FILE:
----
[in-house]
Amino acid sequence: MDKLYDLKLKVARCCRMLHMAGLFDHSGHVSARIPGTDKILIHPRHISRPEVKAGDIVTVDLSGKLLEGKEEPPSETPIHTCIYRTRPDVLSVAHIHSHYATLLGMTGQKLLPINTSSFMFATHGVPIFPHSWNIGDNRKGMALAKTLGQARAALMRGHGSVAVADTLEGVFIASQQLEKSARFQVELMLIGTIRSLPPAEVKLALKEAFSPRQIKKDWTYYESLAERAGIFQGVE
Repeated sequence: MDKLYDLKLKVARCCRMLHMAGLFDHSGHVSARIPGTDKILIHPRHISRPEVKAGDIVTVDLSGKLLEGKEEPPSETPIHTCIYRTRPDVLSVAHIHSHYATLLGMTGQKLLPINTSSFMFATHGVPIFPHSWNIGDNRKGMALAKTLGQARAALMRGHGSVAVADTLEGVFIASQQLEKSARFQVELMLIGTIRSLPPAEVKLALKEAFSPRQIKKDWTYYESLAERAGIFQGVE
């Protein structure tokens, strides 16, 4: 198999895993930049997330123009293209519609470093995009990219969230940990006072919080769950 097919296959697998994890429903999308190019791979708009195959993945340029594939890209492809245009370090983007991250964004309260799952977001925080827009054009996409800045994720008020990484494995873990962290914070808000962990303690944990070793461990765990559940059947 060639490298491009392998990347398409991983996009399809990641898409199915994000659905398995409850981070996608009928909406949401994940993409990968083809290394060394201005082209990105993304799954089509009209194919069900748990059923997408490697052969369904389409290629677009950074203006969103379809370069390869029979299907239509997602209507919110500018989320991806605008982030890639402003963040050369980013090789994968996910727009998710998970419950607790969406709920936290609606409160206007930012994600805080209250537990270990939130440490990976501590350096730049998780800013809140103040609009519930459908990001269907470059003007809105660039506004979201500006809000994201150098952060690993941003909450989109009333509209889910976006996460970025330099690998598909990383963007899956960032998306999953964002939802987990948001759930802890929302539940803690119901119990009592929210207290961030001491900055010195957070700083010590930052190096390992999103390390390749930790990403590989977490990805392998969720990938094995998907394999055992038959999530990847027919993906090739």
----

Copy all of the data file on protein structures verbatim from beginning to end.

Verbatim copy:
[in-house]
Amino acid sequence: MDKLYDLKLKVARCCRMLHMAGLFDHSGHVSARIPGTDKILIHPRHISRPEVKAGDIVTVDLSGKLLEGKEEPPSETPIHTCIYRTRPDVLSVAHIHSHYATLLGMTGQKLLPINTSSFMFATHGVPIFPHSWNIGDNRKGMALAKTLGQARAALMRGHGSVAVADTLEGVFIASQQLEKSARFQVELMLIGTIRSLPPAEVKLALKEAFSPRQIKKDWTYYESLAERAGIFQGVE
Repeated sequence: MDKLYDLKLKVARCCRMLHMAGLFDHSGHVSARIPGTDKILIHPRHISRPEVKAGDIVTVDLSGKLLEGKEEPPSETPIHTCIYRTRPDVLSVAHIHSHYATLLGMTGQKLLPINTSSFMFATHGVPIFPHSWNIGDNRKGMALAKTLGQARAALMRGHGSVAVADTLEGVFIASQQLEKSARFQVELMLIGTIRSLPPAEVKLALKEAFSPRQIKKDWTYYESLAERAGIFQGVE
């Protein structure tokens, strides 16, 4: 198999895993930049997330123009293209519609470093995009990219969230940990006072919080769950 097919296959697998994890429903999308190019791979708009195959993945340029594939890209492809245009370090983007991250964004309260799952977001925080827009054009996409800045994720008020990484494995873990962290914070808000962990303690944990070793461990765990559940059947 060639490298491009392998990347398409991983996009399809990641898409199915994000659905398995409850981070996608009928909406949401994940993409990968083809290394060394201005082209990105993304799954089509009209194919069900748990059923997408490697052969369904389409290629677009950074203006969103379809370069390869029979299907239509997602209507919110500018989320991806605008982030890639402003963040050369980013090789994968996910727009998710998970419950607790969406709920936290609606409160206007930012994600805080209250537990270990939130440490990976501590350096730049998780800013809140103040609009519930459908990001269907470059003007809105660039506004979201500006809000994201150098952060690993941003909450989109009333509209889910976006996460970025330099690998598909990383963007899956960032998306999953964002939802987990948001759930802890929302539940803690119901119990009592929210207290961030001491900055010195957070700083010590930052190096390992999103390390390749930790990403590989977490990805392998969720990938094995998907394999055992038959999530990847027919993906090739």